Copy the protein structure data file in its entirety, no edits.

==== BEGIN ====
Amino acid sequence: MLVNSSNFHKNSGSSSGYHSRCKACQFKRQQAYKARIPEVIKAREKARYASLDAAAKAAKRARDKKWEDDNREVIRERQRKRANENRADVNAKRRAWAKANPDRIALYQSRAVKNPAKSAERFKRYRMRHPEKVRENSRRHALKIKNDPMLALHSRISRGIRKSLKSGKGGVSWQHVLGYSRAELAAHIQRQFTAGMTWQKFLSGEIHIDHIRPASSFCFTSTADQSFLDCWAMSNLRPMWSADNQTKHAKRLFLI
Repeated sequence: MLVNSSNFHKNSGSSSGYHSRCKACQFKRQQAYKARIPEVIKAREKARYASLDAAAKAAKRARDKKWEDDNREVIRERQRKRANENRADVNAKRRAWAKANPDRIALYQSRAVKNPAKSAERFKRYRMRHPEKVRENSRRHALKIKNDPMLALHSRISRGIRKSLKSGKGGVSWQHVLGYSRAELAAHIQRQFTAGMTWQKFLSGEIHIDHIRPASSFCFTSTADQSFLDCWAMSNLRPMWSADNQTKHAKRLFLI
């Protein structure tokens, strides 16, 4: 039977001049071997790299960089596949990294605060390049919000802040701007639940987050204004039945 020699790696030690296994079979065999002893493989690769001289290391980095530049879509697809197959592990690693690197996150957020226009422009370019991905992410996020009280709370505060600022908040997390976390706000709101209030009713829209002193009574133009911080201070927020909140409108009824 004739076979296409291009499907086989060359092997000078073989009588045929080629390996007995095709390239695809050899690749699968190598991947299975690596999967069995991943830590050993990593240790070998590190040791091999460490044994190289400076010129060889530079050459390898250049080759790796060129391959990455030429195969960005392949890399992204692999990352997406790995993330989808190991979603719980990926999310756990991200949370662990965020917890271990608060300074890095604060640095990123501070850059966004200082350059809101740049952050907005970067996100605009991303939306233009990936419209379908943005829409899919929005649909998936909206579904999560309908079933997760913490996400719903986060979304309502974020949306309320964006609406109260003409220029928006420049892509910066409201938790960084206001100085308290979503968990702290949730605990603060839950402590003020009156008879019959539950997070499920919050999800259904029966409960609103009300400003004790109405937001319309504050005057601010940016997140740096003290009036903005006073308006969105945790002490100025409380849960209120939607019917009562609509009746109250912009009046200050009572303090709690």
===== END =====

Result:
Amino acid sequence: MLVNSSNFHKNSGSSSGYHSRCKACQFKRQQAYKARIPEVIKAREKARYASLDAAAKAAKRARDKKWEDDNREVIRERQRKRANENRADVNAKRRAWAKANPDRIALYQSRAVKNPAKSAERFKRYRMRHPEKVRENSRRHALKIKNDPMLALHSRISRGIRKSLKSGKGGVSWQHVLGYSRAELAAHIQRQFTAGMTWQKFLSGEIHIDHIRPASSFCFTSTADQSFLDCWAMSNLRPMWSADNQTKHAKRLFLI
Repeated sequence: MLVNSSNFHKNSGSSSGYHSRCKACQFKRQQAYKARIPEVIKAREKARYASLDAAAKAAKRARDKKWEDDNREVIRERQRKRANENRADVNAKRRAWAKANPDRIALYQSRAVKNPAKSAERFKRYRMRHPEKVRENSRRHALKIKNDPMLALHSRISRGIRKSLKSGKGGVSWQHVLGYSRAELAAHIQRQFTAGMTWQKFLSGEIHIDHIRPASSFCFTSTADQSFLDCWAMSNLRPMWSADNQTKHAKRLFLI
């Protein structure tokens, strides 16, 4: 039977001049071997790299960089596949990294605060390049919000802040701007639940987050204004039945 020699790696030690296994079979065999002893493989690769001289290391980095530049879509697809197959592990690693690197996150957020226009422009370019991905992410996020009280709370505060600022908040997390976390706000709101209030009713829209002193009574133009911080201070927020909140409108009824 004739076979296409291009499907086989060359092997000078073989009588045929080629390996007995095709390239695809050899690749699968190598991947299975690596999967069995991943830590050993990593240790070998590190040791091999460490044994190289400076010129060889530079050459390898250049080759790796060129391959990455030429195969960005392949890399992204692999990352997406790995993330989808190991979603719980990926999310756990991200949370662990965020917890271990608060300074890095604060640095990123501070850059966004200082350059809101740049952050907005970067996100605009991303939306233009990936419209379908943005829409899919929005649909998936909206579904999560309908079933997760913490996400719903986060979304309502974020949306309320964006609406109260003409220029928006420049892509910066409201938790960084206001100085308290979503968990702290949730605990603060839950402590003020009156008879019959539950997070499920919050999800259904029966409960609103009300400003004790109405937001319309504050005057601010940016997140740096003290009036903005006073308006969105945790002490100025409380849960209120939607019917009562609509009746109250912009009046200050009572303090709690």